So I ask of you – with these three options being the only available options I can see, which would you recommend? Or do you see another option that I’m missing? I appreciate any and all input.

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7 replies

  1. If all you’re doing is writing and some basic photo editing (and no video editing) then there’s no point in getting an Air. Get the Chromebook. Going the 13″ rMBP route would be a downgrade; Haswell highlights efficiency over power and I wouldn’t expect the GPU to be much (if at all) better than what you already have.

    Just remember to pack a card reader or a cable for your camera since the HP Chromebook doesn’t have one, unlike the slightly older Samsung Chromebook. Or you could just get the Samsung Chromebook, which uses the same chip as the HP Chromebook and can be found for cheaper now; it has a somewhat worse screen, but does have a card reader and HDMI output. The one downside is that you can’t charge it with microUSB.

    Also, some people report that the Samsung Chromebook has better battery life.

    • Thanks. Talk to me about video editing since I think I would be hard pressed to not at least have the option to do some basic video work.

      • If the video is intended to be uploaded to YouTube (e.g., the Gear Diary channel), you *could* use the Google’s YouTube Editor. My understanding is that it’s their servers doing the heavy lifting, so it’s workable.

        The other main (and somewhat more powerful) option would be WeVideo, which if nothing else has an interesting pricing model. Editing video is free; when it comes time to export your work, you pay one of three prices depending on quality. 480p plus watermark is free, 720p is $1, and 1080p is $2. Alternatively, there’s a choice of monthly and yearly subscriptions. WeVideo exports to Google Drive and YouTube.

        • The other problem is that the Samsung (and I assume HP as well) is brutally slow … trying to do much of anything that resembles a laptop would be laughable if it wasn’t frustrating. For example, imagine you are writing a post in one tab, with email in another, and two tabs for search and a research backup article. You will already have significantly degraded performance. It is basically about the speed of my 2010 Lenovo s10 netbook … which only cost <$300 back then.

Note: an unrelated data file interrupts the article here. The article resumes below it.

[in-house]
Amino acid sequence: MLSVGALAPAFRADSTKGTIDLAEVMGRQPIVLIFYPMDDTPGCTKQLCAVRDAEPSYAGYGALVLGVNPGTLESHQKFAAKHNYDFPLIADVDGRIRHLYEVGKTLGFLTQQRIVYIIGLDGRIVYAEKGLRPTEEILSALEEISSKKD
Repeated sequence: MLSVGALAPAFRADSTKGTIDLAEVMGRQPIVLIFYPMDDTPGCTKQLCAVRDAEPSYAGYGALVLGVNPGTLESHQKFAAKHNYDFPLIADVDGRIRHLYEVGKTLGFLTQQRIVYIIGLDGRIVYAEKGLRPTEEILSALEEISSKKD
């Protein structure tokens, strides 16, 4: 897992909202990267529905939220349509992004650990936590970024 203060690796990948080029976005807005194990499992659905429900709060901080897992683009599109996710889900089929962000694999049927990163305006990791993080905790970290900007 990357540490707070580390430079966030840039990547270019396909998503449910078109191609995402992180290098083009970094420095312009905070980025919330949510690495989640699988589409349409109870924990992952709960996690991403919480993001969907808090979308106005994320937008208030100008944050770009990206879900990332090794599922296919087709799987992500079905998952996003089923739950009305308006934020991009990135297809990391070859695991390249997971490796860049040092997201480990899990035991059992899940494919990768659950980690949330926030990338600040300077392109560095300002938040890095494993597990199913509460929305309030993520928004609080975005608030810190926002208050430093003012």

2. Having owned both Mac and Chromebook, as a power user I think that you would feel limited by the Chromebook. Yes I found that I could do everything that I wanted on the Chromebook – eventually and sometimes not easily. Last spring when I was using it as my primary computer I had to do too many work-arounds to get what I wanted done and could do it, but not always as easily as I can on a PC or a Mac. I found video editing online to be cumbersome, yes it is improving, but, still not as good or as intuitive as iMovie (if that is what you are using) – yet.
    I liked a lot of things about my Chromebook, but found even the 4GB RAM model that I had would bog down and most of the ones you are talking about only have 2GB RAM. The Chromebook will surprise you with what it will and can do, but it takes some re-thinking how you do things, that you take for granted on a Mac.
    Based on the comments you provided above, if I had the choice I would probably go with the MBA and then sell it later or suck it up and get the 13″ model – while it doesn’t seem like a lot of weight savings, the difference is more than just the physical – at least that is my experience. Also if you do a lot of video editing or photo editing what are your screen real estate needs?
    It sounded like when you were writing you were more positive in option 2, than the other two????
    Good luck on your choice

  3. I would say go with what you know and do one of the Macbook options. I’d hate to learn that the Chromebook was a bad choice in the middle of a trip. That said, the new Asus C7 is a Haswell device, and should perform well compared with older Chromebooks based on phone/tablet processors, like the new HP model.